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Sunday in the Bible Belt - The eternal nature of family
Mormon youth
Photo provided From left, Molly Hale and Sarah Barrett sit outside the LDS Nauvoo Illinois Temple. Around 60 teens went on a trip from McMinnville and surrounding areas to visit the historic church site.

Have you ever driven by the church-like building on Highway 55?

Perhaps, you’ve noticed a church located next to McMinnville Funeral Home. Both the convention center and meetinghouse are structures utilized by members of The Church of Jesus Christ Of Latter Day Saints, also known as Mormons.

“Our acronym LDS, sometimes confused with LSD, but you could say we are a different kind of feel-good drug,” joked State President Cordell Crawford, who oversees eight other LDS congregations or “wards.” “The Warren County area has more than 500 members of the LDS Church while Tennessee has more than 50,000.”

According to Crawford, God has said His purpose is to bring to pass the immortality and eternal life of man. In His plan of happiness, the great work of every man is to believe the gospel, to keep the commandments and to create and perfect an eternal family unit.

“This church is very family-oriented,” explained LDS member Amy-Jo Stanford. “We believe families can be together forever, which I don’t think a lot of churches talk about that. That’s why we get married in the temple so we can be with our spouse and children sealed and joined forever.”
For members of the LDS Church, family is of central importance.

In 1995, the First Presidency and the Quorum of the Twelve Apostles, which is the leadership of the LDS Church, issued “The Family: A Proclamation to the World.” It is believed to contain principles vital to the happiness and well-being of every family.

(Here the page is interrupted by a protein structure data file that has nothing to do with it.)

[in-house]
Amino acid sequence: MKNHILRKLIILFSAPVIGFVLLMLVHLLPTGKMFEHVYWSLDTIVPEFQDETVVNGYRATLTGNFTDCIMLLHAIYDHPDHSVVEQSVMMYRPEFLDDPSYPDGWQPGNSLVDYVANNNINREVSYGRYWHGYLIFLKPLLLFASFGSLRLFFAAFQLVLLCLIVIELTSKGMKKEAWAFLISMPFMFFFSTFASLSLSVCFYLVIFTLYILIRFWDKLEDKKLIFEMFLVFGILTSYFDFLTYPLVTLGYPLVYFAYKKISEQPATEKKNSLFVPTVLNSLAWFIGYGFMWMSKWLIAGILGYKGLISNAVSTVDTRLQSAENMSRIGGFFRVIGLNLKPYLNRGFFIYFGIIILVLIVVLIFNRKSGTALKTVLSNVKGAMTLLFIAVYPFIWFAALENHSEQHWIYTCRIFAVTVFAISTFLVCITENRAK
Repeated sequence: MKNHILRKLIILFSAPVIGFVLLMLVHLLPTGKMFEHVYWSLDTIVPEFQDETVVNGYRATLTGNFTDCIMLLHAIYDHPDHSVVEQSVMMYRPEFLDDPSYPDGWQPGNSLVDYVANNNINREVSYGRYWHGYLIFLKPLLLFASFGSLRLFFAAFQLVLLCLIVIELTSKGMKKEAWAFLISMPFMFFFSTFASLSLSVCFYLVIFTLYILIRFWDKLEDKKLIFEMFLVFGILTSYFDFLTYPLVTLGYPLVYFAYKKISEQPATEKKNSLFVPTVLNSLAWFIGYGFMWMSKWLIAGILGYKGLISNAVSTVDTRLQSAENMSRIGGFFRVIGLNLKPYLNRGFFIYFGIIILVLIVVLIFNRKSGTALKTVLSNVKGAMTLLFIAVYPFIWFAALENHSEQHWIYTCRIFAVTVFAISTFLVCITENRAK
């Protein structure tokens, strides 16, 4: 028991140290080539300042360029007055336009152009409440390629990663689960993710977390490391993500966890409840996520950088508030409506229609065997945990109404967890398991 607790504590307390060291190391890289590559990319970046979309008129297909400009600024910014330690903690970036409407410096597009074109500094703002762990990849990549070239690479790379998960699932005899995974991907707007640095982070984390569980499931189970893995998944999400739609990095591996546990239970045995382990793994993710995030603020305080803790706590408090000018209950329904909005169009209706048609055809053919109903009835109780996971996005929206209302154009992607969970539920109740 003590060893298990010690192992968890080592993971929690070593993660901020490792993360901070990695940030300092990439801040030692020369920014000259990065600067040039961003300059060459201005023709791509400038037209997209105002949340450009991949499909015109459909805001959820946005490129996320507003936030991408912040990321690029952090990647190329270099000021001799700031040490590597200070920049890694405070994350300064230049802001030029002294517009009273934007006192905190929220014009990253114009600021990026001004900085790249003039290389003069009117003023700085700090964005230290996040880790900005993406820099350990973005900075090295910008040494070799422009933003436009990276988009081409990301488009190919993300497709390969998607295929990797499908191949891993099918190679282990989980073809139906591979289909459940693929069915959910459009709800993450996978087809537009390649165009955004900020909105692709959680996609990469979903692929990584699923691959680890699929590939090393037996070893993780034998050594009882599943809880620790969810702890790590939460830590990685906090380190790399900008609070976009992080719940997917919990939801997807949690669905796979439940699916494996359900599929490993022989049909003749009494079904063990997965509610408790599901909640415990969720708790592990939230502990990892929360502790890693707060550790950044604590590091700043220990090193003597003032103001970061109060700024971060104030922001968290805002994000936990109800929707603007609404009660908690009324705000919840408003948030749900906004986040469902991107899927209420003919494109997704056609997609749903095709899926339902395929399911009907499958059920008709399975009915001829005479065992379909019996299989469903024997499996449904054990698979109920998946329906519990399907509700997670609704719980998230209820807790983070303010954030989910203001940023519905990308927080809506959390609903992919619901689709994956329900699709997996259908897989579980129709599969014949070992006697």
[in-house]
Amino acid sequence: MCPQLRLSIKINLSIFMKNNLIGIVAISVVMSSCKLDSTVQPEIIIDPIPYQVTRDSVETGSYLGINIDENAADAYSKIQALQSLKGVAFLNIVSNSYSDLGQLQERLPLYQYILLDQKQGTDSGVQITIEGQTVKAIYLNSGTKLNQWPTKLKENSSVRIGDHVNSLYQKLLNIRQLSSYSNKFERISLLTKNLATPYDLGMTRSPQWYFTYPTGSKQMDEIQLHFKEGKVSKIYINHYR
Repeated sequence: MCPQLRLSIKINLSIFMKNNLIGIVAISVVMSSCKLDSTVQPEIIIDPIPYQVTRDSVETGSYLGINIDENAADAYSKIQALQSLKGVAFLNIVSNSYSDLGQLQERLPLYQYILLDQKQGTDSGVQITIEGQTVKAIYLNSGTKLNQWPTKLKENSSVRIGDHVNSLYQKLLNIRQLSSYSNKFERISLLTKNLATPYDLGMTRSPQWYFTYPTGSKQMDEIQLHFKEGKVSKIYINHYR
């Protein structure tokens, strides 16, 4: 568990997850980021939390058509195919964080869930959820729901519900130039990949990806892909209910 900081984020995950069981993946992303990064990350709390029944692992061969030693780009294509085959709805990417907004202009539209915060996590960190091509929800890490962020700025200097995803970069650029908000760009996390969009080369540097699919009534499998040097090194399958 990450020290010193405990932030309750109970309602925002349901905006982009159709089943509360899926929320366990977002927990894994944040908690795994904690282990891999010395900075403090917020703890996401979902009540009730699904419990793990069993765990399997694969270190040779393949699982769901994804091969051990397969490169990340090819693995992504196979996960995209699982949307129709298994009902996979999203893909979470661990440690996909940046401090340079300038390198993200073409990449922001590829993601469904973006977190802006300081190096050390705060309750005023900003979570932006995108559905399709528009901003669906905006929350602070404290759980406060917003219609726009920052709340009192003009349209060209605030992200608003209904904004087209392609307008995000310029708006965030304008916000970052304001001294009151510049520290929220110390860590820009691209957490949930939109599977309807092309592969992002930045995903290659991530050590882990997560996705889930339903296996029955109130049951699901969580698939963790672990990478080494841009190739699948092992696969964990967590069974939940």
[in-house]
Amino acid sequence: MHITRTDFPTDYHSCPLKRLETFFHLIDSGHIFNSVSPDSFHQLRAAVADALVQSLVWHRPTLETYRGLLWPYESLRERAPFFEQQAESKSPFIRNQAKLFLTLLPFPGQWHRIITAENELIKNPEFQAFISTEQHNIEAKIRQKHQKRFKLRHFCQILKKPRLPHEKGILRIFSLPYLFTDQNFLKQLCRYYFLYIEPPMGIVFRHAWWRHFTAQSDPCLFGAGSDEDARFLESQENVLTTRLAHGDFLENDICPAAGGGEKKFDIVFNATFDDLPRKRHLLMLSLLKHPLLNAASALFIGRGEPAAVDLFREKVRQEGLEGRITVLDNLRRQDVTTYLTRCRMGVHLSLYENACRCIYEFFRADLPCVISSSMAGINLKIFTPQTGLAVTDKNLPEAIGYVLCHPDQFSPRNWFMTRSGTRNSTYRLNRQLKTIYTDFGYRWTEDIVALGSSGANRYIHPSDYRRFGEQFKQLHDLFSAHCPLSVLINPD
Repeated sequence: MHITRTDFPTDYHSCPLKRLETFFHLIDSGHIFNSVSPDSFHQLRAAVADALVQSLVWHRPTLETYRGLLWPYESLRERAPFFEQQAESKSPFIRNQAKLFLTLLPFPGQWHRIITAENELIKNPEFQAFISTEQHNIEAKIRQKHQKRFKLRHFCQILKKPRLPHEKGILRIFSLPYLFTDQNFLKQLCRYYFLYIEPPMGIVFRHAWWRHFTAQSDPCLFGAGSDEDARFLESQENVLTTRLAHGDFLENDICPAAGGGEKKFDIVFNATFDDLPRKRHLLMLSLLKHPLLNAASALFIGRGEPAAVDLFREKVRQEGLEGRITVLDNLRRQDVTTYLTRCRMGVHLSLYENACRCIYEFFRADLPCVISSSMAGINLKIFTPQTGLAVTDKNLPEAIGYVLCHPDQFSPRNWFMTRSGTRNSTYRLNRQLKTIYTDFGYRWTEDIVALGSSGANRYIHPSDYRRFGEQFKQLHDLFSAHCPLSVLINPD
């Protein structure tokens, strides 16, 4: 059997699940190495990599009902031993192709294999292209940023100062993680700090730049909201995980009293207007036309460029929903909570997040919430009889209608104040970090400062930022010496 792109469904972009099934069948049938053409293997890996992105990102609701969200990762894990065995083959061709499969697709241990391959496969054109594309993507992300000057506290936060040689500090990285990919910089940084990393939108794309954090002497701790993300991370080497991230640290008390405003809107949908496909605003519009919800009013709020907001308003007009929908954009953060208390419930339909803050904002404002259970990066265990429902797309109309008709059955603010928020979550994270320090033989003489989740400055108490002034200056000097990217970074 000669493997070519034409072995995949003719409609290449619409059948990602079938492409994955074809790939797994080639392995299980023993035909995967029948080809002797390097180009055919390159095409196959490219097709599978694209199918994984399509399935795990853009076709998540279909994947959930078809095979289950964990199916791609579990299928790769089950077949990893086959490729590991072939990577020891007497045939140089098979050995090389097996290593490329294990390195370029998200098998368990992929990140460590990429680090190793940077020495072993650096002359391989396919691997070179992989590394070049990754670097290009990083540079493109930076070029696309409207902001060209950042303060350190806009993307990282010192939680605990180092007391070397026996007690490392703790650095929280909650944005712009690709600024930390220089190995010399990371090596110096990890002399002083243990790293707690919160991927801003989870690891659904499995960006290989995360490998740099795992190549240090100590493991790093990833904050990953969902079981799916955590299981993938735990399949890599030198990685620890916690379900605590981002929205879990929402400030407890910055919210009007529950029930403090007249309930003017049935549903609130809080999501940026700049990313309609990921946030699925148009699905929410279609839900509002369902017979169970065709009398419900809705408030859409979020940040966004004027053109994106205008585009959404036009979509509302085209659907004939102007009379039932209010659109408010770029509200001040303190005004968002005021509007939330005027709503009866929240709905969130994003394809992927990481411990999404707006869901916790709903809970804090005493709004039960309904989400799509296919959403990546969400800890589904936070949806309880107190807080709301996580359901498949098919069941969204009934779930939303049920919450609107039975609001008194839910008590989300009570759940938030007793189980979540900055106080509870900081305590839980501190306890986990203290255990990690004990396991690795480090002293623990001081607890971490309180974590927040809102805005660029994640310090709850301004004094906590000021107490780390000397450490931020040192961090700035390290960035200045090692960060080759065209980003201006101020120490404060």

“To move a family toward eternal life (heaven) we first bear testimony of Jesus Christ as our Savior,” explained Crawford. “We learn of Him and His teachings and we follow Him. We focus our love upon Him, our family and those around us for we are all His children.”

A typical LDS Sunday service lasts approximately three hours and includes an hour-long “sacrament” meeting, where men, women and younger members offer prayers and give sermons, sing hymns and partake of the sacrament (similar to receiving communion). In addition, there are doctrinal and scriptural classes for youth and adults.

Mormon worship in the temple is where members of the church go to commune with the Heavenly Father, feel His presence and make covenants with Him that have eternal significance. Besides marriage ceremonies, members also use the temple to perform proxy baptisms for their ancestors who died without enjoying the blessings of this saving ordinance.

“I’m not a lifetime Mormon,” explained Stanford. “My family joined when I was 12 so I had some time to look at it and I thought I’ll give it a shot. I’ll read the Book of Mormon, I’ll pray about it and if it’s true, I’ll live it and if it’s not, I won’t and that’s how I made my own commitment.”
For more information on service times or Mormonism, visit www.mormonnewsroom.org or contact Bishop Hale at 931-607-2719.